Rory Gallagher
By: Greg Johnson
Article Reprint from the March 1999 Blues Notes

Though Rory Gallagher never attained the same worldwide renown as his contemporaries in the British Blues scene, he was true to his style and never during his career strayed away from the Blues music he loved. Armed with a sledgehammer attack on slide guitar, and an adeptness on a multitude of stringed instruments, Rory stormed the British Isles and became a man of mythic status amongst the people of his homeland.

Born March 2, 1949, in Ballyshannon, County Donegal, Ireland, Rory became fascinated by the sounds of the American Folk and Blues artists he heard over the radio. As a teenager in Cork, he performed in the Irish bands, Fontana Showcase and Impact, before moving to London at the age of 15, where he founded the band Taste. By combining the sounds of Jazz and Blues, in the same manner as Eric Clapton was accomplishing with Cream, Taste developed a loyal following in Europe. The band reached their zenith in 1970 with the release of the album "On The Boards", and Gallagher decided to seek a solo career shortly afterwards, disbanding Taste in 1971.

When it came to recording, the impact of a live Rory Gallagher show was almost impossible to attain. Throughout his tenure with Taste, and continuing as a solo artist, Gallagher's shows were often two-three hour guitar marathons. This may be the reason why his live albums, "Live In Europe " and "Irish Tour '74", rank among his most successful. The Blues were always at the heart of his music, with major influences coming from American guitar icons Elmore James and Buddy Guy. Gallagher began drawing the attention of American fans when he was invited to participate as a band member for Muddy Waters' "The London Sessions" album. Though much of the performance's on that release were drowned out when horns and backing vocals were overdubbed onto the recording, Waters was pleasantly surprised by the quality of the British musicians assembled. Later in 1979, Gallagher garnered greater acceptance from Blues fans when he accompanied Albert King for the concert recording "Albert King Live". Trading guitar riffs with King and Louisiana Red, this is thought by many to be King's premiere live album.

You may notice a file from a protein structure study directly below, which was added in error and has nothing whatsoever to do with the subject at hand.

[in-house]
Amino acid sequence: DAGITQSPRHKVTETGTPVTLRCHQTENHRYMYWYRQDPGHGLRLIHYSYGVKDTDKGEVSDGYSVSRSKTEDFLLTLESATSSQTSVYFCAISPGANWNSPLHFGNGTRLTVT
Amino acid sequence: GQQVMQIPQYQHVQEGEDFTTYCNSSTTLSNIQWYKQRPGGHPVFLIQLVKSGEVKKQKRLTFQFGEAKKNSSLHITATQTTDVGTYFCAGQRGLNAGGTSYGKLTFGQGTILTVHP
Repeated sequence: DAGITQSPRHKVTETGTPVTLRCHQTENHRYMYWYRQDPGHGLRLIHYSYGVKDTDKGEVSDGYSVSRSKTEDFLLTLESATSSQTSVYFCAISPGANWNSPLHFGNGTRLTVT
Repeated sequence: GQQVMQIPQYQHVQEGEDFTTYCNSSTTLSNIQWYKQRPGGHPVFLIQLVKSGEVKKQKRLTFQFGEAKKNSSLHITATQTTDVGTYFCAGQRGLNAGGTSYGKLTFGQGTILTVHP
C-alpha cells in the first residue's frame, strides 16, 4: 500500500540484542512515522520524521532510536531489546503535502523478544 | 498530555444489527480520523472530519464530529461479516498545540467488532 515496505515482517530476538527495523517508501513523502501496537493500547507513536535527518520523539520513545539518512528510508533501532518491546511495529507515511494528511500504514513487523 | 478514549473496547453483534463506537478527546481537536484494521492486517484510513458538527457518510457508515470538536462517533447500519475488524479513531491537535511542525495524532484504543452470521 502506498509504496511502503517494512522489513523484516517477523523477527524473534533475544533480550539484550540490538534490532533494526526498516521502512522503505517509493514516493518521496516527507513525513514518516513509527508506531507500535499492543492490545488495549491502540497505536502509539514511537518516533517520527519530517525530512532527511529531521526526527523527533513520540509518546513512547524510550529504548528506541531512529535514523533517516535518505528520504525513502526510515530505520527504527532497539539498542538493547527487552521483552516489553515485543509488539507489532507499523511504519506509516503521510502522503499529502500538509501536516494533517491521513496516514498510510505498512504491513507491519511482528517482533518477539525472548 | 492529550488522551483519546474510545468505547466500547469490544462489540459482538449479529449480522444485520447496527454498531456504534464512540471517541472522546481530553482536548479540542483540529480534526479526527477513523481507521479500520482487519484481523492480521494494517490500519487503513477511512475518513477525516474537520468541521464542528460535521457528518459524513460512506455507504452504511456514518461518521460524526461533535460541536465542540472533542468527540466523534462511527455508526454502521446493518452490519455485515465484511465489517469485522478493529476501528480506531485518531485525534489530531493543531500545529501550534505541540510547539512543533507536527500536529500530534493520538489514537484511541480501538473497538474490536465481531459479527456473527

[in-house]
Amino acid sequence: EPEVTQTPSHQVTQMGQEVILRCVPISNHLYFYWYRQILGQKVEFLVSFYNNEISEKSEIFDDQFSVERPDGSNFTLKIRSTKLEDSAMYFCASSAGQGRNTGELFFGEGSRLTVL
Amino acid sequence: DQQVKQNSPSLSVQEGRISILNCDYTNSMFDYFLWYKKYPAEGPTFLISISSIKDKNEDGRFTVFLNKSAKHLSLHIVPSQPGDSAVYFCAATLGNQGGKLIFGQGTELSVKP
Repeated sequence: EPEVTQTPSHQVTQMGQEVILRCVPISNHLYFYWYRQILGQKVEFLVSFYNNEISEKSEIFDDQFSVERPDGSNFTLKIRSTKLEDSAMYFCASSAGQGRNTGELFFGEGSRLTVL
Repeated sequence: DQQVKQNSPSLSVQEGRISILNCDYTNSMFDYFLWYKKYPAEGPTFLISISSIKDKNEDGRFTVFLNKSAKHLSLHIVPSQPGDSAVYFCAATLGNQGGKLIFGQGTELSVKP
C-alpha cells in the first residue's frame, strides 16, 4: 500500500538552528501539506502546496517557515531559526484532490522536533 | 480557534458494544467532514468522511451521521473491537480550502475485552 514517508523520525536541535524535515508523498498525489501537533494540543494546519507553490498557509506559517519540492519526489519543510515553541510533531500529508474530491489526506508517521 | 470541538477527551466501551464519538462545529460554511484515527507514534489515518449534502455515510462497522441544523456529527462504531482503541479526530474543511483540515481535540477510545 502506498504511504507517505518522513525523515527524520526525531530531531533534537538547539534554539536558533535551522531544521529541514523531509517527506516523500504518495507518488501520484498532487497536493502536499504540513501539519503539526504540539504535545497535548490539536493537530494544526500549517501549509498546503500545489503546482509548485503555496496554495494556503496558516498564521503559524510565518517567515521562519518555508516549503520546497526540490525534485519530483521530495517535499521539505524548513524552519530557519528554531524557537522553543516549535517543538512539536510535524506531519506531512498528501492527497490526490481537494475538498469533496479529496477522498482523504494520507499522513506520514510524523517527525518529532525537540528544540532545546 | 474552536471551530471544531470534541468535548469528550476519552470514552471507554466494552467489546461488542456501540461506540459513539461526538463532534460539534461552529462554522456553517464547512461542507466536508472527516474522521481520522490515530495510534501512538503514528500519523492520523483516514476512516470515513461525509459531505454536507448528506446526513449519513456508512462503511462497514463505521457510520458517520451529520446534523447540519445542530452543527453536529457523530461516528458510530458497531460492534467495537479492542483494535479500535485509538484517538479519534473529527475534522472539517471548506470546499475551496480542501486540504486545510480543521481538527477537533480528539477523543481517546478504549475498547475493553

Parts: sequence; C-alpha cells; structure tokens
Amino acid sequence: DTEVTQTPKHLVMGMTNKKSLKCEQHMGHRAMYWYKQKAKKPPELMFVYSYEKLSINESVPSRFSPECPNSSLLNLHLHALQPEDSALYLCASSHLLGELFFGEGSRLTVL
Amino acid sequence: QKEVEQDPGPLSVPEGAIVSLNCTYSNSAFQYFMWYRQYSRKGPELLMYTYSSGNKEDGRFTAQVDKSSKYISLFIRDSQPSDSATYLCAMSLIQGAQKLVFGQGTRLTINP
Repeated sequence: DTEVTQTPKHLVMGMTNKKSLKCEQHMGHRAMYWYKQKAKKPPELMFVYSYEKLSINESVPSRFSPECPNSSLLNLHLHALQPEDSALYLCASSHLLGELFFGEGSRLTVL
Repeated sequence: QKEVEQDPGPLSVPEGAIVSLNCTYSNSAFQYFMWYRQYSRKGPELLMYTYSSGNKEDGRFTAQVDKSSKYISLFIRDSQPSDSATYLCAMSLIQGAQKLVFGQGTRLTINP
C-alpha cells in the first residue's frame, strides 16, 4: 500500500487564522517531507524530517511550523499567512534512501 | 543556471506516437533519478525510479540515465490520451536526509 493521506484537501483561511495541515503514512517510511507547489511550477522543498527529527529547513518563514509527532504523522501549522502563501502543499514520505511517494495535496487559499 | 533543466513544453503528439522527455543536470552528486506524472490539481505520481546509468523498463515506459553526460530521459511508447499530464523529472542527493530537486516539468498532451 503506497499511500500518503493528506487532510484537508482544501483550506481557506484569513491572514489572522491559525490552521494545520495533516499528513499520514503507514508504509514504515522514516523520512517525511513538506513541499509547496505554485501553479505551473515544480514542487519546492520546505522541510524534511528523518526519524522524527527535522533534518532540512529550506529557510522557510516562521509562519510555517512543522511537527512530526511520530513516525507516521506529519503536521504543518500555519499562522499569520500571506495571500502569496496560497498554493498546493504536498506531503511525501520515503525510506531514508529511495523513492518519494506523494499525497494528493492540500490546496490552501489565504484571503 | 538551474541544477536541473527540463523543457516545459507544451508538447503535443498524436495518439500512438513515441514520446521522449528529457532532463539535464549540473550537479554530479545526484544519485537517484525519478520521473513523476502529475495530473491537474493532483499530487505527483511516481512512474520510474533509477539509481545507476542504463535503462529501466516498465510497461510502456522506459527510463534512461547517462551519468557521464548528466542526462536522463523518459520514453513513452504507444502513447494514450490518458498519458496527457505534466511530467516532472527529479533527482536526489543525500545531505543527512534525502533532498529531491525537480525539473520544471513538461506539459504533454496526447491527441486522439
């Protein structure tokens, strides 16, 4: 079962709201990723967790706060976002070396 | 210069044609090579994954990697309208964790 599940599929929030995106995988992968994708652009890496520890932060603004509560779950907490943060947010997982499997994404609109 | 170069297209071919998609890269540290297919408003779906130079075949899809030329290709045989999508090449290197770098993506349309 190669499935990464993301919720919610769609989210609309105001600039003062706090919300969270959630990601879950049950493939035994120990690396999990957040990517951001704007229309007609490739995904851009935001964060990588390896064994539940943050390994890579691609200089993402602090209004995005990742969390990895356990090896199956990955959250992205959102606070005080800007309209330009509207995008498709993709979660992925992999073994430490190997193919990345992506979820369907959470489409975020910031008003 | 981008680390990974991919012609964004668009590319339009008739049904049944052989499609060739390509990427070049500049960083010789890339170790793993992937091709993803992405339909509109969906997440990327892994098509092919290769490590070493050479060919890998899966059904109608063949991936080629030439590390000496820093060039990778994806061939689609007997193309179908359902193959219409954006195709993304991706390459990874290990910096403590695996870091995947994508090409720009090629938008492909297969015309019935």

For a few years during the 1980s, Gallagher decided to take a sabbatical from recording and performing. He regained his interest, though, in 1987, and released the album "Defender". In 1991, he formed his own label, Capo, with the idea of offering a home for Blues-based bands to record. He issued his final release that same year, with the successful "Fresh Evidence " album.

Throughout his life, Rory Gallagher made it a point to bring the sounds of his Blues-Rock to the common man in England and his beloved Ireland. He toured the British Isles and Europe incessantly, playing sometimes over 300 shows per year, a stressful feat that cost him many a band member. He annually made his way through small farm communities in Ireland performing Christmas shows, that are now considered legendary. Gallagher's road manager, Phil McDonnel, has been quoted in a recent issue of "Mojo" magazine as saying, "There is a saying in Ireland: First there was Jesus, and then there was Rory." A truer testimony to his popularity in his homeland would be hard to find.

Gallagher's health began to decline by the mid-'90s, bringing his touring to an end. A liver transplant was performed in 1995, and complications developed that led to his premature death on June 14th of that same year. He was 46.

One thing can be said for Rory Gallagher's career: he never lost his sight of the Blues music he so dearly loved. As other British Blues musicians' sounds were too constantly change over the span of their careers, Gallagher always maintained the blistering slide guitar and shouting vocals he had been known for.

Generations of British youths sought their hands at the guitar and the Blues through influences brought about by Gallagher's string work. And, it is for this reason that he deserves to be mentioned in the same breath as Alexis Korner, Lonnie Donegan, John Mayall and the other legends of British Blues.

                               © 1999 Cascade Blues Association

from the March 1999  Blues Notes section of the Cascade Blues Association
reformated by roryfan
picture is a capture from Karrussel 1977 by donman
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